"I knew he liked golf, though,'' said Pinckney, who got to the NBA one year after Jordan, sticking around for Villanova's 1985 NCAA championship. "I remember on all of our trips -- and I wondered if they specifically tried to do this for him -- there were always these little putting greens in the hotels we stayed in. He was always on them. Guys were playing cards in their rooms, just joking and hanging out -- we're freshmen and sophomores in college -- but this guy liked to just putt.''

So when Pinckney heard that Jordan was going to chase curveballs?

"He, I guess, thought ... I don't know what he thought, to be honest with you,'' said Pinckney, who played 12 NBA seasons, was with Boston when Jordan switched sports and is currently a Timberwolves assistant coach. "Everybody else around the league thought that this guy is just heading into his prime, and to chase something that maybe's not going to happen -- he's so great -- why would he take the time, or waste the time, to do that?''

Pinckney, by the way, played baseball himself. But he grew three inches as a freshman in high school, on his way to 6-foot-9, at which point basketball pretty much selected him.

"I remember a press conference where Michael talked about Little League,'' he said, "and I'm like, 'Little League?' The pros are going to be a little different. You watched him in those first games and batting practice, that just never computed to me. It never made sense. 'I'm going to go try this, to see if I can do this.' What?''

That such a dream or brainstorm or delusion would come so far from left field, figuratively and literally, had people squinting hard at Jordan to see his motives. It drove whispers that NBA commissioner David Stern imposed the hiatus (i.e., unofficial suspension) on the game's biggest star because of his gambling habit. It raised questions about Jordan's hubris, and the cockeyed notion that he could nimbly slide over from hardwood to diamond with anything approaching proficiency. It even impressed some of his basketball buddies, considering how he set himself up to struggle and even fail in such a public way.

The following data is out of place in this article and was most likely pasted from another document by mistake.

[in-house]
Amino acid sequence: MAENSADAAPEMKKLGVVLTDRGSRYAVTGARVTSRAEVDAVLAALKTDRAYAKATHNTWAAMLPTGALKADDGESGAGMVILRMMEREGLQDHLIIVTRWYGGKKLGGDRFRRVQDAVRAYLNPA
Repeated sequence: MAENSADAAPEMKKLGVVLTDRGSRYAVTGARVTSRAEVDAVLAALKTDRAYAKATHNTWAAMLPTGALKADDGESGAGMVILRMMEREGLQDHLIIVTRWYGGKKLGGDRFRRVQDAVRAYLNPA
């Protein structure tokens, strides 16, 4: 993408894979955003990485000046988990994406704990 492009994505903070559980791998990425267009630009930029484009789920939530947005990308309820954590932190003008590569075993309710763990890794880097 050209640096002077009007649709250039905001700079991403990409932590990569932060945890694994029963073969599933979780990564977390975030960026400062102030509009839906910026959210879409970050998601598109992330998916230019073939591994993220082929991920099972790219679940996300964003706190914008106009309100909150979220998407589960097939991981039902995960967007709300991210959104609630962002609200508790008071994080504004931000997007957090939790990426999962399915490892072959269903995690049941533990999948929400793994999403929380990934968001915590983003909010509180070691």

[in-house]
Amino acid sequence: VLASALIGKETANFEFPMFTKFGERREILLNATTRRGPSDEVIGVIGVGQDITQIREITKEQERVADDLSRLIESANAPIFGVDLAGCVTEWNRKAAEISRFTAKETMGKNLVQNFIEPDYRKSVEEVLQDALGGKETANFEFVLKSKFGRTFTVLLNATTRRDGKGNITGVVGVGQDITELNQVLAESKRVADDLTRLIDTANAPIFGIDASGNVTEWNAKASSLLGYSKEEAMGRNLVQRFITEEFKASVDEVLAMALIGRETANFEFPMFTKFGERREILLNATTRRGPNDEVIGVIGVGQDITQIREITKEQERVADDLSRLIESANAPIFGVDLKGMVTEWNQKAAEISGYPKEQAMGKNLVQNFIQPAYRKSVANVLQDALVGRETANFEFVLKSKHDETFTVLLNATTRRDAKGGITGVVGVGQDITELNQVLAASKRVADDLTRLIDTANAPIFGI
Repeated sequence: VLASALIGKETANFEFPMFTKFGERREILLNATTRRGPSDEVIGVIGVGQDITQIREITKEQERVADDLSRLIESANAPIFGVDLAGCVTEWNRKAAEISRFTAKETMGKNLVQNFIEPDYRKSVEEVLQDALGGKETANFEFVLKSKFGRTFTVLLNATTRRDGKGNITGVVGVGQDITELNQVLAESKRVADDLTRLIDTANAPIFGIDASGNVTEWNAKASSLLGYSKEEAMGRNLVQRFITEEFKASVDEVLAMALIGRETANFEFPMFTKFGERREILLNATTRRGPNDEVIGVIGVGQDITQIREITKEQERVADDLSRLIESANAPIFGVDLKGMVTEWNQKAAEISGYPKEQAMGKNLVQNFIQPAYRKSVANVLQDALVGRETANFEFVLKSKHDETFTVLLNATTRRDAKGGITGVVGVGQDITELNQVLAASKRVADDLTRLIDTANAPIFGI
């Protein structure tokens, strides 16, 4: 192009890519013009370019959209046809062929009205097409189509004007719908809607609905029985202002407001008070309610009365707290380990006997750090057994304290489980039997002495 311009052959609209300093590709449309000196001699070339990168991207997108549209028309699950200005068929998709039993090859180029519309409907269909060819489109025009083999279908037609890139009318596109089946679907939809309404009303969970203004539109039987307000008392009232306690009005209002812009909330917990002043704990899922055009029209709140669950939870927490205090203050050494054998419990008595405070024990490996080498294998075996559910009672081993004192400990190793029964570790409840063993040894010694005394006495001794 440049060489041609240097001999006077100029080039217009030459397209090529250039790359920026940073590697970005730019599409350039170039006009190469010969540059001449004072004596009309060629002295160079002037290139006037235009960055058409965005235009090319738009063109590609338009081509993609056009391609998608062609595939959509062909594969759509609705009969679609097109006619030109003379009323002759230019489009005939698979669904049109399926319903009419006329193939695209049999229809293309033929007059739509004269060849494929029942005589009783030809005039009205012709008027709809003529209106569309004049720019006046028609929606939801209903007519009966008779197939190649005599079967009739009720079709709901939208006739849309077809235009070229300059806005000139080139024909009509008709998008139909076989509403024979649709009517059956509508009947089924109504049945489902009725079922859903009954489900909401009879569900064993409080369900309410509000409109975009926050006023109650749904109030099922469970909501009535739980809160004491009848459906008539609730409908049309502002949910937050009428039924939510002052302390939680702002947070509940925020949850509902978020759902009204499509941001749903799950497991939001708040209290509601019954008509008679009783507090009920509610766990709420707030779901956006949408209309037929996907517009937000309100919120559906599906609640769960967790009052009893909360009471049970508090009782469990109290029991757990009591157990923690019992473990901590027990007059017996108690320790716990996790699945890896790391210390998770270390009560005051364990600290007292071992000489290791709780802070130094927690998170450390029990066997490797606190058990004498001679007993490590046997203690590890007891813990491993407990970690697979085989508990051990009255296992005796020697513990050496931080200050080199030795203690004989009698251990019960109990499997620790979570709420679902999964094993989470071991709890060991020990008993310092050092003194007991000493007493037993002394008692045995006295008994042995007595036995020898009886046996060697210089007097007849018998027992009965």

"Sometimes, with greatness, you get kind of bored, maybe,'' Pinckney said, like most of us, merely guessing. "You've destroyed the competition and there's kind of nowhere left to go. He never, at least I think, looked at [basketball] from just a numbers standpoint -- 'I want to get to some big total, points-wise.' His thing was, 'I just want to win championships, and I've won [three], so what else do I have left? Maybe I'll try some baseball.' ''

There was something of a multisport sweet spot in play at the time, with Jackson and Deion Sanders and one or two others trying to excel at different games. It didn't last. To Pinckney, at least, Jordan's swoosh-clad toe-dip into baseball at least encouraged other athletes to challenge themselves in new ways.

"Michael sort of set the standard, in terms of how guys think about the game off the court, with endorsements and how they're supposed to conduct themselves,'' Pinckney said. "That, I think, now spills into the summertime as well. Guys try to find different things to do, whether it be acting or whatever. But I've never heard a guy like LeBron [James] saying, 'In a couple of years, I'm going to try to be a tight end.' If he did, it might be pretty good, but ... ''

Or then again, not.

"Lester Hayes was one of the last guys who did something,'' McHale said of two-sport ambitions. Told that he probably meant Bob Hayes, the Olympic sprinter-turned-NFL Hall of Fame receiver, McHale didn't blink. "Considering they've been trying it for a long time and I have to go back to Bob Hayes to give you a name, how do you think that's working out for them?

"I just thought, if Michael Jordan can play baseball, then he's a hell of a lot better than I thought he was -- at baseball.''